Web Development with JavaServer Pages

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Conversion to String






toString() method of object’s class

Notice that no semicolon was provided at the end of the Java code used in the example JSP expressions. This is because Java’s semicolon is a statement delimiter. A semicolon has the effect of transforming a Java language expression into a program statement. In Java, statements are evaluated purely for their side effects; they do not return values. Thus, leaving out the semicolon in JSP expressions is the right thing to do, because the JSP container is interested in the value of the enclosed code, not its side effects.

Given that this scripting element produces output only from expressions, not statements, you may be wondering if there is a convenient way to do conditional output in a JSP page. Java’s standard if/then construct, after all, is a statement, not an expression: its clauses are evaluated purely for side effects, not value. Fortunately, Java supports the oft-forgotten ternary conditional operator, which does return a value based on the result of a conditional test. The syntax of Java’s ternary operator is as follows:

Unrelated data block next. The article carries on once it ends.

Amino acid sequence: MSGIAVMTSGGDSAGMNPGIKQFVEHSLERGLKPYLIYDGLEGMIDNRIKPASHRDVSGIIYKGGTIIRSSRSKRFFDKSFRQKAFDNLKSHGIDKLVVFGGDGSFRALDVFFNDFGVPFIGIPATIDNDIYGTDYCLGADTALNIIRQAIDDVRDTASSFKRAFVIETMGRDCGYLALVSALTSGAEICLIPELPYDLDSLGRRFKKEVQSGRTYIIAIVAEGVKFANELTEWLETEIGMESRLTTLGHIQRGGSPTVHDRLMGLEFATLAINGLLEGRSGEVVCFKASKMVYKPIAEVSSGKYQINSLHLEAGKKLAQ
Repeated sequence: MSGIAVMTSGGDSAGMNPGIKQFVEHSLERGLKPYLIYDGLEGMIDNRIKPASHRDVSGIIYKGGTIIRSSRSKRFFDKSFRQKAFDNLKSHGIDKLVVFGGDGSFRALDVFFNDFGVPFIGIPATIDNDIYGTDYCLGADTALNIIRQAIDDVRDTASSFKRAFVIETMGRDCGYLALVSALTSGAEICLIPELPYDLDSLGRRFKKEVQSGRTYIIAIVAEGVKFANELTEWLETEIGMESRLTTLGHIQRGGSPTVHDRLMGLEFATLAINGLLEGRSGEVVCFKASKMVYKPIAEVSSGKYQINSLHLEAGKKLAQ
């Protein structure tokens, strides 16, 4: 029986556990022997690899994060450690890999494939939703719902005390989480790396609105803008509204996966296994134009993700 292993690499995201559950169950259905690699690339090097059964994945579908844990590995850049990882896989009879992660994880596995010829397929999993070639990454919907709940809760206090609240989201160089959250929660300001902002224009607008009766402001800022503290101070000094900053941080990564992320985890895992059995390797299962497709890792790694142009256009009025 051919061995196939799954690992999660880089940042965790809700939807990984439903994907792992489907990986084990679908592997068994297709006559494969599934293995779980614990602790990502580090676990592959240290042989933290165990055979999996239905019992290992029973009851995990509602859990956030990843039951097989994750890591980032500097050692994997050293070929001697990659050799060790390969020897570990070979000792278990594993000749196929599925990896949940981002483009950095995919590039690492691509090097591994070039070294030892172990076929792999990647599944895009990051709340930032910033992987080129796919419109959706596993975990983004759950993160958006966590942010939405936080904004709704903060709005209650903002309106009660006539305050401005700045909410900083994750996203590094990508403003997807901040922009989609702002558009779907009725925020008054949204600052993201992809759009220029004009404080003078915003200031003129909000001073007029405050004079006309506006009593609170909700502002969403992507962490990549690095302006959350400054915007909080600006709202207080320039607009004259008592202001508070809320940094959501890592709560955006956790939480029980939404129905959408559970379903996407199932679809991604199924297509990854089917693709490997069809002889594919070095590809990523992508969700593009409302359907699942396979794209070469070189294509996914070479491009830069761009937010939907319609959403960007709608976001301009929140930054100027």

test_expr ? true_expr : false_expr

Each operand of the ternary operator is itself an expression. The test_expr expression should evaluate to a boolean value. If the value of test_expr expression is true, then the true_expr expression will be evaluated and its result returned as the result of the ternary operator. Alternatively, if the value of test_expr expression is false, then the faise_expr expression is evaluated and its result will be returned. The ternary operator can thus be used in a JSP expression as in the following:

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